"Let we go," Uncle Rudy says, his Trinidadian accent thick. "Grandma made pilhouri and chutney."
Pilhouri is my favorite snack, a fluffy fried ball made out of crushed split peas. I like to bite it in half and use the yellow insides to soak up Grandma's coconut and tamarind chutney.
I am always the last one left at the table, but when I finally finish eating I run down the black steps and join the rest of the kids starting a new hockey tournament in the basement.
My brothers used to tell me their Canada stories about walking home through the snow; building snow forts and igloos and snow tunnels; or getting into fights while wearing their puffer jackets. They are older than me and went to school in the north.
I can't relate.
I was three when we moved to the United States; I would grow up in Florida, the sunshine state. They had snow days—I had hurricane days. They had snowball fights—I had water gun fights. Long johns and mittens—swim trunks and sunscreen.
We visited Canada almost twice a year, packing our video game systems and staying up late playing NHL '94 into the small hours of the night, knocking each other out of our homemade tournaments. One Christmas, my brothers and I all received matching Maple Leafs jerseys. Mine was too big for me to wear, but my parents told me I'd grow into it.
We are taught to fall forward, the plastic palms on our gloves shielding our hands from the broken asphalt behind our apartment. We wear pads over our soft knees and practice well into the night—me with my brand new black and orange rollerblades, my brothers with their brand new grey and teals and black and greens.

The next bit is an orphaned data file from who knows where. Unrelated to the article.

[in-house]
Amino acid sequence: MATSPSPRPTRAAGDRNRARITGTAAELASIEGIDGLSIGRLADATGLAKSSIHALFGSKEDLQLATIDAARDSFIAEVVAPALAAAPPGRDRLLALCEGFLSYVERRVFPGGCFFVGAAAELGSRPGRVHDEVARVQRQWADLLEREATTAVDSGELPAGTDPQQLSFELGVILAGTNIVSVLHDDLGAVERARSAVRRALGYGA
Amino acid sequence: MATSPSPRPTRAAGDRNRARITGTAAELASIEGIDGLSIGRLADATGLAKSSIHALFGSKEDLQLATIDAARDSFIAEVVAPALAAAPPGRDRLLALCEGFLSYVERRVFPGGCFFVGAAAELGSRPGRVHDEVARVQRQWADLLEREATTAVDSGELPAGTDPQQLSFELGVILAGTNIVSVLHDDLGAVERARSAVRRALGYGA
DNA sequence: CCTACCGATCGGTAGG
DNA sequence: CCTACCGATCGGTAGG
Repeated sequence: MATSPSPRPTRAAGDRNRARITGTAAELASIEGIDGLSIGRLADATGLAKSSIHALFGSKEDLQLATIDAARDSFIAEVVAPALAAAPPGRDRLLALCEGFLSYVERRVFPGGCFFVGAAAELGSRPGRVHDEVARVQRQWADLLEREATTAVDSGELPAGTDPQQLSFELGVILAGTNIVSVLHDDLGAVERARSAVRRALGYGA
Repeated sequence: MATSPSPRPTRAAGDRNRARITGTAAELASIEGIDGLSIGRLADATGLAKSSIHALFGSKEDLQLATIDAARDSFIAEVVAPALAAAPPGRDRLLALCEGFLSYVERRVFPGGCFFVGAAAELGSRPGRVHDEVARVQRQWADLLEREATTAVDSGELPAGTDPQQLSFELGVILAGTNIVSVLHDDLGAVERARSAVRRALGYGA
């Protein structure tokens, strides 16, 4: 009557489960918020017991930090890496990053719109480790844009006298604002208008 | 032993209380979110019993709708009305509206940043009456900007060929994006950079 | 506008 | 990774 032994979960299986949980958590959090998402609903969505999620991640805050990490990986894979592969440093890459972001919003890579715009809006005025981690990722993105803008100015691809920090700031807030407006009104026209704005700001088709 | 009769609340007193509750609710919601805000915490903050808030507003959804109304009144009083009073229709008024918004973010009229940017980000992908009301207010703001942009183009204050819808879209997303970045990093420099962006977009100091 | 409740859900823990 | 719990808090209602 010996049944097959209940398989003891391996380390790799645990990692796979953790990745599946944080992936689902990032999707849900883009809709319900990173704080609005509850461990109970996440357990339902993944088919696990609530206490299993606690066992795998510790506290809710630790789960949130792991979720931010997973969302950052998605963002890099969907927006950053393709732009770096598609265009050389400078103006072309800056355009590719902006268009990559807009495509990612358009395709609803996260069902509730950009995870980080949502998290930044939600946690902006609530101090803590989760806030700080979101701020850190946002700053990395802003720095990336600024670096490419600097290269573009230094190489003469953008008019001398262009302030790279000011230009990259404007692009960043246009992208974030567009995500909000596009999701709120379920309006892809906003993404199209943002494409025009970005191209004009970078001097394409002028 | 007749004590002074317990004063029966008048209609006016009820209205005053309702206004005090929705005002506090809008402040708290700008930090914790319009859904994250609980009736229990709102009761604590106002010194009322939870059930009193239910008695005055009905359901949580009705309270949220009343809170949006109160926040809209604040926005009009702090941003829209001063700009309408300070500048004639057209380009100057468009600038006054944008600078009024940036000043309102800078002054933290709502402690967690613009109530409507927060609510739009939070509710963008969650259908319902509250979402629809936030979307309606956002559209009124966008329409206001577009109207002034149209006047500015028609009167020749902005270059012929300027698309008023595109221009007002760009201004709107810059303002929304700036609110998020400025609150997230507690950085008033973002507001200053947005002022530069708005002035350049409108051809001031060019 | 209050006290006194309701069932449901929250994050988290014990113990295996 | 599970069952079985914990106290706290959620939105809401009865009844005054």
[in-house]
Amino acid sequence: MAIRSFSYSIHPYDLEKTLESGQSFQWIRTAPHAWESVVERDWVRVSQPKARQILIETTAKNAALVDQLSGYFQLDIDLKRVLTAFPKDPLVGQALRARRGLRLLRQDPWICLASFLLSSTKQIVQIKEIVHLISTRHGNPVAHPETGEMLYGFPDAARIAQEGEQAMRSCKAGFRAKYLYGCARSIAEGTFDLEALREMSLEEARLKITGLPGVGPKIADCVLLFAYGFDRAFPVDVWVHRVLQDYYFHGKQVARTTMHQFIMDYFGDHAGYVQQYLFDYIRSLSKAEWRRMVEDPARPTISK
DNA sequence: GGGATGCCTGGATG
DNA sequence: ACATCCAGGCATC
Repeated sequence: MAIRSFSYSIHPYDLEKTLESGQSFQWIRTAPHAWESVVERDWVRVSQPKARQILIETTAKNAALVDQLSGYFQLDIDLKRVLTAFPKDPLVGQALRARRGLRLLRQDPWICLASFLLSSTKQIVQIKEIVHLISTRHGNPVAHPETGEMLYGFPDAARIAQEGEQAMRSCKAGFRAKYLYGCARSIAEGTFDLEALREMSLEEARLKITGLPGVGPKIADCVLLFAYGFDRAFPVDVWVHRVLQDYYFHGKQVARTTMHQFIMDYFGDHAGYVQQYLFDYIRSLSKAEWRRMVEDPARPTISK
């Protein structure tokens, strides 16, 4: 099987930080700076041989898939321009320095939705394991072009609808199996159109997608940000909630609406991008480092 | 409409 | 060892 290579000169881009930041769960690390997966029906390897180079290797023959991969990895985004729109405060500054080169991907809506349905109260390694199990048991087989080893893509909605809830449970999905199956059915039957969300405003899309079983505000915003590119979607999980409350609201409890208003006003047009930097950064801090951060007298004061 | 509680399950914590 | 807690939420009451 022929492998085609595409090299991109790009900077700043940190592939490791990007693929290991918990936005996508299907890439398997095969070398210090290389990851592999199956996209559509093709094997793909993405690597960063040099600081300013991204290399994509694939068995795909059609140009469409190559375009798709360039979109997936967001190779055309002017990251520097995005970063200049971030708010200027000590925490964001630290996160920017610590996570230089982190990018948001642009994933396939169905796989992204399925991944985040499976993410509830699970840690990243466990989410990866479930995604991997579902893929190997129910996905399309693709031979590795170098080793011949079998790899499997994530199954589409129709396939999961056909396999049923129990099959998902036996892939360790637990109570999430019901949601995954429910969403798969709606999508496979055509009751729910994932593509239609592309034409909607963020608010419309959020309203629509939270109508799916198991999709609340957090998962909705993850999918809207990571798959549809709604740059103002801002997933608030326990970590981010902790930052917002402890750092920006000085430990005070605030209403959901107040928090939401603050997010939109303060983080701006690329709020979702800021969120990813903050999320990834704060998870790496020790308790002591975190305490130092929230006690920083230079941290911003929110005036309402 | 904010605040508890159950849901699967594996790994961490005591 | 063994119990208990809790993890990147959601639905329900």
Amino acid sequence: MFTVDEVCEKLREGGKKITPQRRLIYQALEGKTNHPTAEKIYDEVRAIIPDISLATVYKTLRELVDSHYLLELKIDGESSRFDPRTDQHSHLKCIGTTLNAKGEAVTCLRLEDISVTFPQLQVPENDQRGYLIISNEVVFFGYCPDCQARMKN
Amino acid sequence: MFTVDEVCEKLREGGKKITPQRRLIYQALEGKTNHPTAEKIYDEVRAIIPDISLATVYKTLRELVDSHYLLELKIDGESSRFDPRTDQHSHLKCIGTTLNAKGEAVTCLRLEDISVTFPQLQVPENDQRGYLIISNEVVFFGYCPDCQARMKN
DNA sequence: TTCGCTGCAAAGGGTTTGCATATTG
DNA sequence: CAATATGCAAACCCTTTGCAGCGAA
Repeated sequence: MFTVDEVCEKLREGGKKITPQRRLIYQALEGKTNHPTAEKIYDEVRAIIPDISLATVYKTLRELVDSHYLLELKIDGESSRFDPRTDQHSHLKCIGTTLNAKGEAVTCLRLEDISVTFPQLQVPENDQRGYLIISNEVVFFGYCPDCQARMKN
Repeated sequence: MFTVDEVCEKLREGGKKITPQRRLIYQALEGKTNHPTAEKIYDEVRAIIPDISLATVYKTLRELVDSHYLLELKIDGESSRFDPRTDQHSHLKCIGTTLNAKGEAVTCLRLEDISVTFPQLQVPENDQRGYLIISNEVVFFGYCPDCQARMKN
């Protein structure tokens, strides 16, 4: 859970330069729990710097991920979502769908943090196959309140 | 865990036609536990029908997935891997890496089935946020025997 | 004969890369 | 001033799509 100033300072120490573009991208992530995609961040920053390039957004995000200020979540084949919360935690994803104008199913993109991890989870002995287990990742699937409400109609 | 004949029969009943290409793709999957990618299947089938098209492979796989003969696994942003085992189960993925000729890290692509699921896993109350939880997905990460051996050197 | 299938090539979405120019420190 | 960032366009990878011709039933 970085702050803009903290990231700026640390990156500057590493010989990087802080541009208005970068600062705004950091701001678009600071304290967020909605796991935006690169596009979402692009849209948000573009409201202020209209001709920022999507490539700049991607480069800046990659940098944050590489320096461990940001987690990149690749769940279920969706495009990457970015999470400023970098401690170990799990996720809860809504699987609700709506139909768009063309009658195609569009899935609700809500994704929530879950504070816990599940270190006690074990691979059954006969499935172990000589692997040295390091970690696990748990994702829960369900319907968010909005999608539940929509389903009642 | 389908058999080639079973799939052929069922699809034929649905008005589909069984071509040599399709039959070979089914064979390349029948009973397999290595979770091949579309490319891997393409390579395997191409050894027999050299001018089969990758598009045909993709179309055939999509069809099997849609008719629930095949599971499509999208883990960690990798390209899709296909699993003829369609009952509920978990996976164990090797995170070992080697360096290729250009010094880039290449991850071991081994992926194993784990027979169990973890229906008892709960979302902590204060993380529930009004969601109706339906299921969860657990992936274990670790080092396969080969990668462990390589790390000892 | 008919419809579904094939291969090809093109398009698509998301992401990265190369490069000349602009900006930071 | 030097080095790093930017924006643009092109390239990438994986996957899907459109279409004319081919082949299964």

"If you fall backwards," my oldest brother says, "you can really hurt your butt."
I snicker. He said "butt."
But I listen. When I fall—and I fall often—I fall forward and use the plastic protection. By the next day, my brothers and I are starting to get the hang of it. By the end of the week, we are perfecting a trick my brothers call the Tropicana, where we balance on the front wheel of one skate and the back wheel of the other.
By the end of the year, we are sawing off the bulky rubber behind the four wheels. If we need to stop, we will have to without the ugly brake. If we are on a roller hockey rink, we will have to learn how to hockey stop by rotating our hips, planting our feet perpendicularly, and sliding over the plastic tiles until friction takes hold.
When we went to Canada for my grandfather's funeral, my brothers and I packed our Playstation, a copy of NHL 2001, and a few controllers into our bags, wrapping them in our clothes for support during our travels. There is something about playing hockey in Canada, even if it is just virtually, something about battling with our sticks at the drop of the puck with the comfort of the thick snow resting just outside our windows.
There are photos of my grandfather and me at the beach, but not in the water. We stand on a wooden pier, his Panama hat on my head, his head bald and shiny with sweat. My father uses the same hat when he works in the backyard in the summer—I follow suit with the need to cover my head, only I use a Maple Leafs baseball cap instead. I knew my grandfather, but not well—not like I knew my mother's family. I knew he was a devoutly Hindu man, that he was strict, that he gave generously. He didn't eat meat. He was deadpan, his jokes oftentimes passing over my black hair like a warm Floridian breeze.
I didn't think I would cry at his funeral.